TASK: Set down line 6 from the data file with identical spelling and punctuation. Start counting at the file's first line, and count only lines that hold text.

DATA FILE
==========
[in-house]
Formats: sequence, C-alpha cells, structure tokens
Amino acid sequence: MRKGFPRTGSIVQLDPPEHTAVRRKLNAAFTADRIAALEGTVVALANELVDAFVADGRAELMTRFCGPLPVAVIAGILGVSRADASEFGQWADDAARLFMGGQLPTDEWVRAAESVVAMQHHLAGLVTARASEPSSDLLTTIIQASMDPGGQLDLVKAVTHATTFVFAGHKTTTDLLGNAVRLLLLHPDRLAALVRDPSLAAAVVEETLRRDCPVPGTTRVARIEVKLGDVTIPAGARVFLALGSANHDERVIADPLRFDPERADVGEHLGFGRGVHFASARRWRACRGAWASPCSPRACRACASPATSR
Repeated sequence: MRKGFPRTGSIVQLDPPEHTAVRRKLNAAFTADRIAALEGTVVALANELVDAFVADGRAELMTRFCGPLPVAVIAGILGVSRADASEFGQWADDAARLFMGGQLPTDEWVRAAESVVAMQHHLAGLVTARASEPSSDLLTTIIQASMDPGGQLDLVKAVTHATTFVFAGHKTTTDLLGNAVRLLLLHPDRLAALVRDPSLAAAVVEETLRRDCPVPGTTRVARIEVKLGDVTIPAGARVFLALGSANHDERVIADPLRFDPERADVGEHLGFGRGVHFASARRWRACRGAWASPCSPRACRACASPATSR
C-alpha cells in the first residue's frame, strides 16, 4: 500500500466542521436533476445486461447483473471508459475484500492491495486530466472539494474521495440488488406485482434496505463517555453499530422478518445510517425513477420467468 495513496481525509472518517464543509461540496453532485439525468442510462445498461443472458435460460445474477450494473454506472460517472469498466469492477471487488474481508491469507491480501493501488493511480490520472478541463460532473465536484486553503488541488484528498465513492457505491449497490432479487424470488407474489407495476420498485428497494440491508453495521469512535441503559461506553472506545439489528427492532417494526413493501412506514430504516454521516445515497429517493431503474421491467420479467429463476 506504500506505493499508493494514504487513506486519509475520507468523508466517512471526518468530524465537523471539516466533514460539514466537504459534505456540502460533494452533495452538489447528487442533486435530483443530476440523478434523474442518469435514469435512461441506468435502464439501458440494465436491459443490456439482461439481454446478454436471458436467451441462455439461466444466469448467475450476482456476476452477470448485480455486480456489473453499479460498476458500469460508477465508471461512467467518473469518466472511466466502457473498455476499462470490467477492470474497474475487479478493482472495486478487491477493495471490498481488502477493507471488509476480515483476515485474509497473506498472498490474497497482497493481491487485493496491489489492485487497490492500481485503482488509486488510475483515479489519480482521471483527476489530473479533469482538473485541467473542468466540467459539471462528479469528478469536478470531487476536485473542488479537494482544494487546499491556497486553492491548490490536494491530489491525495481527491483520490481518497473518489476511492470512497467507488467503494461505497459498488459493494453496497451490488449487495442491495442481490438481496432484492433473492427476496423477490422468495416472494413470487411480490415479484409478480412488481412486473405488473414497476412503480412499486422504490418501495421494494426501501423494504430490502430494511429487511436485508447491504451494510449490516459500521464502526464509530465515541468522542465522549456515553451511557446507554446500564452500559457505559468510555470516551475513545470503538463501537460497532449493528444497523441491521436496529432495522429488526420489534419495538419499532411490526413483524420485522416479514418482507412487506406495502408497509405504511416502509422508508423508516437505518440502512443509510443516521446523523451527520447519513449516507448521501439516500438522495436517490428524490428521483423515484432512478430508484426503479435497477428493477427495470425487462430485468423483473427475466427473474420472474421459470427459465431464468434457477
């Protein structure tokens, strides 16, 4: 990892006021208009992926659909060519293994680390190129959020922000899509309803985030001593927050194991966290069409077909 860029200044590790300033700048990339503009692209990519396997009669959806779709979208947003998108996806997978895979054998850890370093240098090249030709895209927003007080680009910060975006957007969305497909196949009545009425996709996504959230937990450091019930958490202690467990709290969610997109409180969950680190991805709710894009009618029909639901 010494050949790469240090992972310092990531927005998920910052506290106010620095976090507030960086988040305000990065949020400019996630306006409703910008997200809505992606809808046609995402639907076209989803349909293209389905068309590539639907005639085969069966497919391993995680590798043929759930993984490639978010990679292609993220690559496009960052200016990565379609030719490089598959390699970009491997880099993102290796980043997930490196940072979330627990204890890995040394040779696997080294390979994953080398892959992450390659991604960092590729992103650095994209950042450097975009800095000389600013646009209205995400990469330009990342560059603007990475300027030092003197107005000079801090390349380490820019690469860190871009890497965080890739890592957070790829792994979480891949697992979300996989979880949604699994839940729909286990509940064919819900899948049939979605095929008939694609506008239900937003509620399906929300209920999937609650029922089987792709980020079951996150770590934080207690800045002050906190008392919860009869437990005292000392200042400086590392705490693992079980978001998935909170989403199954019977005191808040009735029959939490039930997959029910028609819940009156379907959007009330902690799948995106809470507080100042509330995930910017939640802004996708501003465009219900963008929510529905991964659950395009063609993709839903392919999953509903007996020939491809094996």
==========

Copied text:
């Protein structure tokens, strides 16, 4: 990892006021208009992926659909060519293994680390190129959020922000899509309803985030001593927050194991966290069409077909 860029200044590790300033700048990339503009692209990519396997009669959806779709979208947003998108996806997978895979054998850890370093240098090249030709895209927003007080680009910060975006957007969305497909196949009545009425996709996504959230937990450091019930958490202690467990709290969610997109409180969950680190991805709710894009009618029909639901 010494050949790469240090992972310092990531927005998920910052506290106010620095976090507030960086988040305000990065949020400019996630306006409703910008997200809505992606809808046609995402639907076209989803349909293209389905068309590539639907005639085969069966497919391993995680590798043929759930993984490639978010990679292609993220690559496009960052200016990565379609030719490089598959390699970009491997880099993102290796980043997930490196940072979330627990204890890995040394040779696997080294390979994953080398892959992450390659991604960092590729992103650095994209950042450097975009800095000389600013646009209205995400990469330009990342560059603007990475300027030092003197107005000079801090390349380490820019690469860190871009890497965080890739890592957070790829792994979480891949697992979300996989979880949604699994839940729909286990509940064919819900899948049939979605095929008939694609506008239900937003509620399906929300209920999937609650029922089987792709980020079951996150770590934080207690800045002050906190008392919860009869437990005292000392200042400086590392705490693992079980978001998935909170989403199954019977005191808040009735029959939490039930997959029910028609819940009156379907959007009330902690799948995106809470507080100042509330995930910017939640802004996708501003465009219900963008929510529905991964659950395009063609993709839903392919999953509903007996020939491809094996």